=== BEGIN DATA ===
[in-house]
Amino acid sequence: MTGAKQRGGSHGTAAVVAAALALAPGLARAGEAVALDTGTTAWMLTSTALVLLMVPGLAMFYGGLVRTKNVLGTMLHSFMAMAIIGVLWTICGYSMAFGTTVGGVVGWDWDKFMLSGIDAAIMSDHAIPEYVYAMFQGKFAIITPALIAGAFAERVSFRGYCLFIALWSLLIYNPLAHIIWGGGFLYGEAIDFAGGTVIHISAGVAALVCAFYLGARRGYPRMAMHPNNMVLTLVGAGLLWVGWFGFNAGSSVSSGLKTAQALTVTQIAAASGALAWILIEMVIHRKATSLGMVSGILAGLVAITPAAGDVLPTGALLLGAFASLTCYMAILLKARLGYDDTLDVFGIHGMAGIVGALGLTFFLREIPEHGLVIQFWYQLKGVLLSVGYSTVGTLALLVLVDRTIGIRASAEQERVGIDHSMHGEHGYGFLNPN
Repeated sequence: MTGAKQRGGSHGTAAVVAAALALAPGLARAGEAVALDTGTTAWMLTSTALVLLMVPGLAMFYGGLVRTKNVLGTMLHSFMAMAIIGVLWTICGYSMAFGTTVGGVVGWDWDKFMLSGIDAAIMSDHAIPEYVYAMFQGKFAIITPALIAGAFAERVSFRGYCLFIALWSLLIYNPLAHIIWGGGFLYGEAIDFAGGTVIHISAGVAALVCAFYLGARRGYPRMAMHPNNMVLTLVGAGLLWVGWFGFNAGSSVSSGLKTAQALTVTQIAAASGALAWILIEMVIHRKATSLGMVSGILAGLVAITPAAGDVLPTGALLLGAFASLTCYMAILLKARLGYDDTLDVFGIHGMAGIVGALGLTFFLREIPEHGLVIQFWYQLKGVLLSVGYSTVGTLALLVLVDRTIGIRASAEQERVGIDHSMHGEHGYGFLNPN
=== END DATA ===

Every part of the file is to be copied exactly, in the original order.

[in-house]
Amino acid sequence: MTGAKQRGGSHGTAAVVAAALALAPGLARAGEAVALDTGTTAWMLTSTALVLLMVPGLAMFYGGLVRTKNVLGTMLHSFMAMAIIGVLWTICGYSMAFGTTVGGVVGWDWDKFMLSGIDAAIMSDHAIPEYVYAMFQGKFAIITPALIAGAFAERVSFRGYCLFIALWSLLIYNPLAHIIWGGGFLYGEAIDFAGGTVIHISAGVAALVCAFYLGARRGYPRMAMHPNNMVLTLVGAGLLWVGWFGFNAGSSVSSGLKTAQALTVTQIAAASGALAWILIEMVIHRKATSLGMVSGILAGLVAITPAAGDVLPTGALLLGAFASLTCYMAILLKARLGYDDTLDVFGIHGMAGIVGALGLTFFLREIPEHGLVIQFWYQLKGVLLSVGYSTVGTLALLVLVDRTIGIRASAEQERVGIDHSMHGEHGYGFLNPN
Repeated sequence: MTGAKQRGGSHGTAAVVAAALALAPGLARAGEAVALDTGTTAWMLTSTALVLLMVPGLAMFYGGLVRTKNVLGTMLHSFMAMAIIGVLWTICGYSMAFGTTVGGVVGWDWDKFMLSGIDAAIMSDHAIPEYVYAMFQGKFAIITPALIAGAFAERVSFRGYCLFIALWSLLIYNPLAHIIWGGGFLYGEAIDFAGGTVIHISAGVAALVCAFYLGARRGYPRMAMHPNNMVLTLVGAGLLWVGWFGFNAGSSVSSGLKTAQALTVTQIAAASGALAWILIEMVIHRKATSLGMVSGILAGLVAITPAAGDVLPTGALLLGAFASLTCYMAILLKARLGYDDTLDVFGIHGMAGIVGALGLTFFLREIPEHGLVIQFWYQLKGVLLSVGYSTVGTLALLVLVDRTIGIRASAEQERVGIDHSMHGEHGYGFLNPN